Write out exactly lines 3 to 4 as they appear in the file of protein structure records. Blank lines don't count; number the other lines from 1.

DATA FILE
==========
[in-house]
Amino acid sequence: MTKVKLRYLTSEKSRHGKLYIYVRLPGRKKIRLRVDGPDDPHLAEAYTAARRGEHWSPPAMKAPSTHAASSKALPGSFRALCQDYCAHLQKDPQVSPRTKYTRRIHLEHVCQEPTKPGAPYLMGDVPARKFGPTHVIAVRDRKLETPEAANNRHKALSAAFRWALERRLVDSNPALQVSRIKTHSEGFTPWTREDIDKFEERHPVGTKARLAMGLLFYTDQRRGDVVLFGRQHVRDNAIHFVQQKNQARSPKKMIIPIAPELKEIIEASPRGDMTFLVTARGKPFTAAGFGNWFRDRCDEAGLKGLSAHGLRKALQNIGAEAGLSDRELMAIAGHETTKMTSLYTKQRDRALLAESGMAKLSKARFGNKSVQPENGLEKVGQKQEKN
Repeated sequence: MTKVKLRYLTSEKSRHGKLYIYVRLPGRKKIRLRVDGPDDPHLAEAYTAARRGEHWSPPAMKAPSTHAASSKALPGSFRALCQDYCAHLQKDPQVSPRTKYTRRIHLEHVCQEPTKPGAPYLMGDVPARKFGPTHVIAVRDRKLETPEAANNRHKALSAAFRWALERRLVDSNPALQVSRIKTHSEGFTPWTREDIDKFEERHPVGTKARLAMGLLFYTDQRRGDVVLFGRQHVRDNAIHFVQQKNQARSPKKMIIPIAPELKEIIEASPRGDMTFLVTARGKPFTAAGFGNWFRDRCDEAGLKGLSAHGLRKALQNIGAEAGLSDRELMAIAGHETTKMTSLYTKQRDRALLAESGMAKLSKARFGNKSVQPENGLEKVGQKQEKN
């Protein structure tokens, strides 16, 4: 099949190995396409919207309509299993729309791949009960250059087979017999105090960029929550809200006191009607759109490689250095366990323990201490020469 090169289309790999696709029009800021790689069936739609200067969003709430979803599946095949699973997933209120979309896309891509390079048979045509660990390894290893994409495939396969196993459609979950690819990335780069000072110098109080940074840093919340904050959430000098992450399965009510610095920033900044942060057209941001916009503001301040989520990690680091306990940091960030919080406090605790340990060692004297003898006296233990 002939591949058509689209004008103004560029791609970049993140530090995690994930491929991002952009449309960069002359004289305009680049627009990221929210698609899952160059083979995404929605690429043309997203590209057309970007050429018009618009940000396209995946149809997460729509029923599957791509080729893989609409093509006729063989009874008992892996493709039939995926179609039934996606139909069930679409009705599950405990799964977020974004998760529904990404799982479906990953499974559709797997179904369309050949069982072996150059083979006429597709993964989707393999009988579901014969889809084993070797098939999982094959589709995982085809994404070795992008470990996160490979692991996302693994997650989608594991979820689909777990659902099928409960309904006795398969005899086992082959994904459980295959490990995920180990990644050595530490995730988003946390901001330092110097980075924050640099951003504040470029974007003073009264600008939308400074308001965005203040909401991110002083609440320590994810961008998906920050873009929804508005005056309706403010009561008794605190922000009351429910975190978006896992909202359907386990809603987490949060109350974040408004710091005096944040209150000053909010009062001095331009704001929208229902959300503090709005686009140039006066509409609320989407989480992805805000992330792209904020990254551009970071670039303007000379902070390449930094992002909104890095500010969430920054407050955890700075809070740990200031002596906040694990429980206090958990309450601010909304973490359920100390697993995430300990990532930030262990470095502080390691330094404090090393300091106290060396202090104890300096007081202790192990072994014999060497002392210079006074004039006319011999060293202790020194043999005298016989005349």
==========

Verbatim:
Repeated sequence: MTKVKLRYLTSEKSRHGKLYIYVRLPGRKKIRLRVDGPDDPHLAEAYTAARRGEHWSPPAMKAPSTHAASSKALPGSFRALCQDYCAHLQKDPQVSPRTKYTRRIHLEHVCQEPTKPGAPYLMGDVPARKFGPTHVIAVRDRKLETPEAANNRHKALSAAFRWALERRLVDSNPALQVSRIKTHSEGFTPWTREDIDKFEERHPVGTKARLAMGLLFYTDQRRGDVVLFGRQHVRDNAIHFVQQKNQARSPKKMIIPIAPELKEIIEASPRGDMTFLVTARGKPFTAAGFGNWFRDRCDEAGLKGLSAHGLRKALQNIGAEAGLSDRELMAIAGHETTKMTSLYTKQRDRALLAESGMAKLSKARFGNKSVQPENGLEKVGQKQEKN
């Protein structure tokens, strides 16, 4: 099949190995396409919207309509299993729309791949009960250059087979017999105090960029929550809200006191009607759109490689250095366990323990201490020469 090169289309790999696709029009800021790689069936739609200067969003709430979803599946095949699973997933209120979309896309891509390079048979045509660990390894290893994409495939396969196993459609979950690819990335780069000072110098109080940074840093919340904050959430000098992450399965009510610095920033900044942060057209941001916009503001301040989520990690680091306990940091960030919080406090605790340990060692004297003898006296233990 002939591949058509689209004008103004560029791609970049993140530090995690994930491929991002952009449309960069002359004289305009680049627009990221929210698609899952160059083979995404929605690429043309997203590209057309970007050429018009618009940000396209995946149809997460729509029923599957791509080729893989609409093509006729063989009874008992892996493709039939995926179609039934996606139909069930679409009705599950405990799964977020974004998760529904990404799982479906990953499974559709797997179904369309050949069982072996150059083979006429597709993964989707393999009988579901014969889809084993070797098939999982094959589709995982085809994404070795992008470990996160490979692991996302693994997650989608594991979820689909777990659902099928409960309904006795398969005899086992082959994904459980295959490990995920180990990644050595530490995730988003946390901001330092110097980075924050640099951003504040470029974007003073009264600008939308400074308001965005203040909401991110002083609440320590994810961008998906920050873009929804508005005056309706403010009561008794605190922000009351429910975190978006896992909202359907386990809603987490949060109350974040408004710091005096944040209150000053909010009062001095331009704001929208229902959300503090709005686009140039006066509409609320989407989480992805805000992330792209904020990254551009970071670039303007000379902070390449930094992002909104890095500010969430920054407050955890700075809070740990200031002596906040694990429980206090958990309450601010909304973490359920100390697993995430300990990532930030262990470095502080390691330094404090090393300091106290060396202090104890300096007081202790192990072994014999060497002392210079006074004039006319011999060293202790020194043999005298016989005349």